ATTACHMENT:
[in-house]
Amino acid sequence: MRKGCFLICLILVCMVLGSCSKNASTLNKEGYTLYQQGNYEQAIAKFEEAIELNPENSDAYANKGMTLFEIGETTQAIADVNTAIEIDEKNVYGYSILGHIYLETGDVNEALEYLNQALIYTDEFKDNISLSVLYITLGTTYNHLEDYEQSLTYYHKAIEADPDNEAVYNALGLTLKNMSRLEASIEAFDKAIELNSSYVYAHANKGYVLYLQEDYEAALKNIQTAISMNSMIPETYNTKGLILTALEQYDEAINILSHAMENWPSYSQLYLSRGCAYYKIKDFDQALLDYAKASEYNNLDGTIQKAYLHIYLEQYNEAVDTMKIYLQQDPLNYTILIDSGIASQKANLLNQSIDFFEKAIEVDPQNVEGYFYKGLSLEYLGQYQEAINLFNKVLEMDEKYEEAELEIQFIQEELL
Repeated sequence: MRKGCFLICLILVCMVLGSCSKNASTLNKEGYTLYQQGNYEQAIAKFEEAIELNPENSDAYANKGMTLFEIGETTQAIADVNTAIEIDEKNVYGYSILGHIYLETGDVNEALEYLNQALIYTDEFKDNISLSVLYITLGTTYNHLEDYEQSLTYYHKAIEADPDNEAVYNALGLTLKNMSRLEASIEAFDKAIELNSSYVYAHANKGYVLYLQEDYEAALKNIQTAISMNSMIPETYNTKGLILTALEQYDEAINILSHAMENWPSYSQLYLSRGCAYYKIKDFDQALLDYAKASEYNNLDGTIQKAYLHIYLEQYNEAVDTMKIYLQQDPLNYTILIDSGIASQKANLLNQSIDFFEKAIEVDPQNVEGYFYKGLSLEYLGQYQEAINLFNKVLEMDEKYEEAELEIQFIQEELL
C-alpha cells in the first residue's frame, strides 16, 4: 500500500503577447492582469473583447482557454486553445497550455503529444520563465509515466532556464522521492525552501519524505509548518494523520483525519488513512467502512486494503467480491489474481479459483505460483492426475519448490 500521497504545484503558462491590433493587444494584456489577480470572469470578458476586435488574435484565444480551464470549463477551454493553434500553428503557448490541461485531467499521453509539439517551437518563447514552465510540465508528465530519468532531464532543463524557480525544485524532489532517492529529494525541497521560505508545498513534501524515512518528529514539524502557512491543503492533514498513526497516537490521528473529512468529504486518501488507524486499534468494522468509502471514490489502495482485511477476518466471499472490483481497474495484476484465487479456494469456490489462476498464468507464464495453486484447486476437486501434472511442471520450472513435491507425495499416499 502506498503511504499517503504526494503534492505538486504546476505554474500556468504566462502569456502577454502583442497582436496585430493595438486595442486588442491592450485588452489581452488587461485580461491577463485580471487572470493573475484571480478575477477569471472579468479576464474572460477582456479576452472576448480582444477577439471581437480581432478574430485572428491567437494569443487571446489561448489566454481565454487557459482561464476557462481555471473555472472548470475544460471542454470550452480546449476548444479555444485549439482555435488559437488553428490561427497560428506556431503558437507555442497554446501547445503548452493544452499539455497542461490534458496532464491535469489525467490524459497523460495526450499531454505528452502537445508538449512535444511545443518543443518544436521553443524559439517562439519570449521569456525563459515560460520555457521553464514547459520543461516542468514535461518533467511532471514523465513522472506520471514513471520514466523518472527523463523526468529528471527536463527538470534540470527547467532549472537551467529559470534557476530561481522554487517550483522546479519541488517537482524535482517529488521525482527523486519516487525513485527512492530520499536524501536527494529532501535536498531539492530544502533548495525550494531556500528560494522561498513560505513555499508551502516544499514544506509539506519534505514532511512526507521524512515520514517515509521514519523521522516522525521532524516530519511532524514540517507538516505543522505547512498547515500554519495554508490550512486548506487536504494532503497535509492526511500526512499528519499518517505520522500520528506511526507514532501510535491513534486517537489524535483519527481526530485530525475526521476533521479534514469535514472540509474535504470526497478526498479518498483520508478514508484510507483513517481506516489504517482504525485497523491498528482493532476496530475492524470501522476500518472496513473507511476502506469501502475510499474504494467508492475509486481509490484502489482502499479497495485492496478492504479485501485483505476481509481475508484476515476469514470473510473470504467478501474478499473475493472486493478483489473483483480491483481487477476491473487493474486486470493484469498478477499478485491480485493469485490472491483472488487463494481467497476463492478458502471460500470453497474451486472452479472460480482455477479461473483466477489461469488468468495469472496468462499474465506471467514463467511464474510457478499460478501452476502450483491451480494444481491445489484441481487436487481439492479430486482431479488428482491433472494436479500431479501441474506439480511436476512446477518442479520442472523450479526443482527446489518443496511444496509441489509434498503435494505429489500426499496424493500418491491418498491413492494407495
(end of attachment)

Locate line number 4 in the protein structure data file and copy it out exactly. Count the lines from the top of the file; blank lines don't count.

C-alpha cells in the first residue's frame, strides 16, 4: 500500500503577447492582469473583447482557454486553445497550455503529444520563465509515466532556464522521492525552501519524505509548518494523520483525519488513512467502512486494503467480491489474481479459483505460483492426475519448490 500521497504545484503558462491590433493587444494584456489577480470572469470578458476586435488574435484565444480551464470549463477551454493553434500553428503557448490541461485531467499521453509539439517551437518563447514552465510540465508528465530519468532531464532543463524557480525544485524532489532517492529529494525541497521560505508545498513534501524515512518528529514539524502557512491543503492533514498513526497516537490521528473529512468529504486518501488507524486499534468494522468509502471514490489502495482485511477476518466471499472490483481497474495484476484465487479456494469456490489462476498464468507464464495453486484447486476437486501434472511442471520450472513435491507425495499416499 502506498503511504499517503504526494503534492505538486504546476505554474500556468504566462502569456502577454502583442497582436496585430493595438486595442486588442491592450485588452489581452488587461485580461491577463485580471487572470493573475484571480478575477477569471472579468479576464474572460477582456479576452472576448480582444477577439471581437480581432478574430485572428491567437494569443487571446489561448489566454481565454487557459482561464476557462481555471473555472472548470475544460471542454470550452480546449476548444479555444485549439482555435488559437488553428490561427497560428506556431503558437507555442497554446501547445503548452493544452499539455497542461490534458496532464491535469489525467490524459497523460495526450499531454505528452502537445508538449512535444511545443518543443518544436521553443524559439517562439519570449521569456525563459515560460520555457521553464514547459520543461516542468514535461518533467511532471514523465513522472506520471514513471520514466523518472527523463523526468529528471527536463527538470534540470527547467532549472537551467529559470534557476530561481522554487517550483522546479519541488517537482524535482517529488521525482527523486519516487525513485527512492530520499536524501536527494529532501535536498531539492530544502533548495525550494531556500528560494522561498513560505513555499508551502516544499514544506509539506519534505514532511512526507521524512515520514517515509521514519523521522516522525521532524516530519511532524514540517507538516505543522505547512498547515500554519495554508490550512486548506487536504494532503497535509492526511500526512499528519499518517505520522500520528506511526507514532501510535491513534486517537489524535483519527481526530485530525475526521476533521479534514469535514472540509474535504470526497478526498479518498483520508478514508484510507483513517481506516489504517482504525485497523491498528482493532476496530475492524470501522476500518472496513473507511476502506469501502475510499474504494467508492475509486481509490484502489482502499479497495485492496478492504479485501485483505476481509481475508484476515476469514470473510473470504467478501474478499473475493472486493478483489473483483480491483481487477476491473487493474486486470493484469498478477499478485491480485493469485490472491483472488487463494481467497476463492478458502471460500470453497474451486472452479472460480482455477479461473483466477489461469488468468495469472496468462499474465506471467514463467511464474510457478499460478501452476502450483491451480494444481491445489484441481487436487481439492479430486482431479488428482491433472494436479500431479501441474506439480511436476512446477518442479520442472523450479526443482527446489518443496511444496509441489509434498503435494505429489500426499496424493500418491491418498491413492494407495